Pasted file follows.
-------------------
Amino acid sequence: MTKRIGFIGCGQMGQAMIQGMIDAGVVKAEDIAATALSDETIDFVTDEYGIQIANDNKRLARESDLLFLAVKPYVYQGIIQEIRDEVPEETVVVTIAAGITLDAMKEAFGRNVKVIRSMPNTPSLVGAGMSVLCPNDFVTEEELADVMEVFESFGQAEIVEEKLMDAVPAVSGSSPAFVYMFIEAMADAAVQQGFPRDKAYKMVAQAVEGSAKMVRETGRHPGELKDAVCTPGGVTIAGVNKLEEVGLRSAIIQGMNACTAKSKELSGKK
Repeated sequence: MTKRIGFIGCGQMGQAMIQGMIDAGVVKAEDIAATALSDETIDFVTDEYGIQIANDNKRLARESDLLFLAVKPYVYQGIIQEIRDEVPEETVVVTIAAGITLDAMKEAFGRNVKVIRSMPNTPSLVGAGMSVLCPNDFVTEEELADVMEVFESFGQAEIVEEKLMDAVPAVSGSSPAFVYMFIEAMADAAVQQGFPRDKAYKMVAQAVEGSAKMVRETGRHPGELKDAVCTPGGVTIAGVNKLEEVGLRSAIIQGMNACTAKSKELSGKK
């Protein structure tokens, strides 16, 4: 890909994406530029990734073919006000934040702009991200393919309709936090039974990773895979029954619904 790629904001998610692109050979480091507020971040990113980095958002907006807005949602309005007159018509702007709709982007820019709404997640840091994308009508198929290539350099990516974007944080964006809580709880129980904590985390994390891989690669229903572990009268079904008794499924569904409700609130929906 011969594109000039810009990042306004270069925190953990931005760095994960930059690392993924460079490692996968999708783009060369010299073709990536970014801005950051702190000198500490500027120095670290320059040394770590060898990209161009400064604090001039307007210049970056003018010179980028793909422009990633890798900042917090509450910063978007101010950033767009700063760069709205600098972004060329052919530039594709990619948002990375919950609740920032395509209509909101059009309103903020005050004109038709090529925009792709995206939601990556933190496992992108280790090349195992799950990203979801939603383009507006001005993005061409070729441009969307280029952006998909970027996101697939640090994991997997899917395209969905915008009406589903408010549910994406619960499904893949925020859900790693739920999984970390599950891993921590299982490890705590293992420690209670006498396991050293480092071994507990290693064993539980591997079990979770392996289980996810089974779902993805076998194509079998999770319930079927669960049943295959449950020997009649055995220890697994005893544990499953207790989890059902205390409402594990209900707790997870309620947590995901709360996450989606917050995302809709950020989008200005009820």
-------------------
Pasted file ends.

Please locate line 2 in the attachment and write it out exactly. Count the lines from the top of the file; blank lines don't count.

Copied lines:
Repeated sequence: MTKRIGFIGCGQMGQAMIQGMIDAGVVKAEDIAATALSDETIDFVTDEYGIQIANDNKRLARESDLLFLAVKPYVYQGIIQEIRDEVPEETVVVTIAAGITLDAMKEAFGRNVKVIRSMPNTPSLVGAGMSVLCPNDFVTEEELADVMEVFESFGQAEIVEEKLMDAVPAVSGSSPAFVYMFIEAMADAAVQQGFPRDKAYKMVAQAVEGSAKMVRETGRHPGELKDAVCTPGGVTIAGVNKLEEVGLRSAIIQGMNACTAKSKELSGKK